Along with Nephi, “we talk of Christ, we rejoice in Christ, we preach of Christ” (2 Nephi 25:26), but in all our talking and learning, have we learned how to live in Christ? What does a life in Christ look like—or feel like—right now?
In this thought-provoking exploration of the writings of the apostle Paul and Book of Mormon prophets, Adam Miller examines what life in Christ looks like. We often hope for an abundant life with Christ in the next life, but how can we let ourselves and our own desires die so we can be born again to a new life, a full life in Christ, here and now in this mortal life? Embark with Adam Miller on this journey—at once scriptural, philosophical, and literary—and discover one way to share a life with Christ as if he were present today.
About the Author
Adam S. Miller is a professor of philosophy at Collin College in McKinney, Texas. He and his wife, Gwen, have three children. He is the author of many books, including Rube Goldberg Machines: Essays in Mormon Theology (Draper: Greg Kofford Books, 2012) and Speculative Grace: Bruno Latour and Object-Oriented Theology (New York: Fordham University Press, 2013), and two editions of Letters to a Young Mormon (Maxwell Institute & Deseret Book). He also serves as the director of the Mormon Theology Seminar.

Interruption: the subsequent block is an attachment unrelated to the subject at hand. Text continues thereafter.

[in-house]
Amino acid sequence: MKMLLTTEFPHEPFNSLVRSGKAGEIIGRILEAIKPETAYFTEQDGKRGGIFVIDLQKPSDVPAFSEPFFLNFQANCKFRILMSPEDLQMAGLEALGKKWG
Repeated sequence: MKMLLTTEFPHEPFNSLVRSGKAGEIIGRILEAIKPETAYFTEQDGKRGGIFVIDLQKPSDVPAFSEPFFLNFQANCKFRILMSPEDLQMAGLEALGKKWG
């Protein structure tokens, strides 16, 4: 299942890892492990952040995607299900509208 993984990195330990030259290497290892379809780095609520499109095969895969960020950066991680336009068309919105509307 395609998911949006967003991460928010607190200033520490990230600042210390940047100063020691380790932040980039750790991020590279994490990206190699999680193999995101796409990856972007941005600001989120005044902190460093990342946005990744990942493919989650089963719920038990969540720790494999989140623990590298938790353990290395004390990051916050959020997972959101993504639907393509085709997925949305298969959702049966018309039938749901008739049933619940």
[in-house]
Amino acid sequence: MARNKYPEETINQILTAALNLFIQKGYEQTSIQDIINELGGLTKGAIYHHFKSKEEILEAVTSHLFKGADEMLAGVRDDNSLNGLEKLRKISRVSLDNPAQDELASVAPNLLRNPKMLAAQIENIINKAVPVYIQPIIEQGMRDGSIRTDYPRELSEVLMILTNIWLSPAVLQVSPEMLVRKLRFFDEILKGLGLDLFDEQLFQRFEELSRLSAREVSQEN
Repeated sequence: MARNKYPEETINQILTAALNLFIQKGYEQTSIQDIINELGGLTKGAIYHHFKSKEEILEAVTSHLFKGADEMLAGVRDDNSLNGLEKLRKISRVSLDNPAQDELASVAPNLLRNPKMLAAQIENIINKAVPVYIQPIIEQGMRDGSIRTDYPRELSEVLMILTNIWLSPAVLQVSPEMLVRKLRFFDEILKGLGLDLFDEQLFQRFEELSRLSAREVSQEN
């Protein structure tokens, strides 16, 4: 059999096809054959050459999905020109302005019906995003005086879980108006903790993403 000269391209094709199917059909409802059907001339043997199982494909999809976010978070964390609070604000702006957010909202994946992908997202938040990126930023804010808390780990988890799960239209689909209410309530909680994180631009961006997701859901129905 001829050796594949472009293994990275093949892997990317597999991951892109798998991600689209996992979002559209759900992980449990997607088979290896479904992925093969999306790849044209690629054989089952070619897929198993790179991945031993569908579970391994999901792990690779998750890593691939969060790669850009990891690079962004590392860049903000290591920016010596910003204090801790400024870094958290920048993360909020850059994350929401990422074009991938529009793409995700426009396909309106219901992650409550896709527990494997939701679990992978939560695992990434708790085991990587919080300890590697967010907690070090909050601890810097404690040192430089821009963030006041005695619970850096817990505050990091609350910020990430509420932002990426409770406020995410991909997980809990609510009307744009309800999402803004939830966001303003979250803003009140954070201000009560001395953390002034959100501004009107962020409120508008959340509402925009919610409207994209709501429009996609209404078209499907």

Praise for An Early Resurrection
“When a prophet’s trust in God’s future promise was so sure that he lived as if it had already been fulfilled, a special Hebrew verb tense known as the prophetic perfect was used. Adam Miller articulates that experience for us, then shows us how to get there. In Christ, we can both release our grip on our timebound fears and enter the present more deeply.”
—Wendy Ulrich, author of Let God Love You
“An Early Resurrection is two things: the candid report of an ardent soul on its quest for redemption, and the reflections of a philosopher on the gospel and time. It will appeal to readers who
manage their religious struggles by thinking, as Adam Miller does so productively.”
author of Joseph Smith: Rough Stone Rolling.“
—Richard Lyman Bushman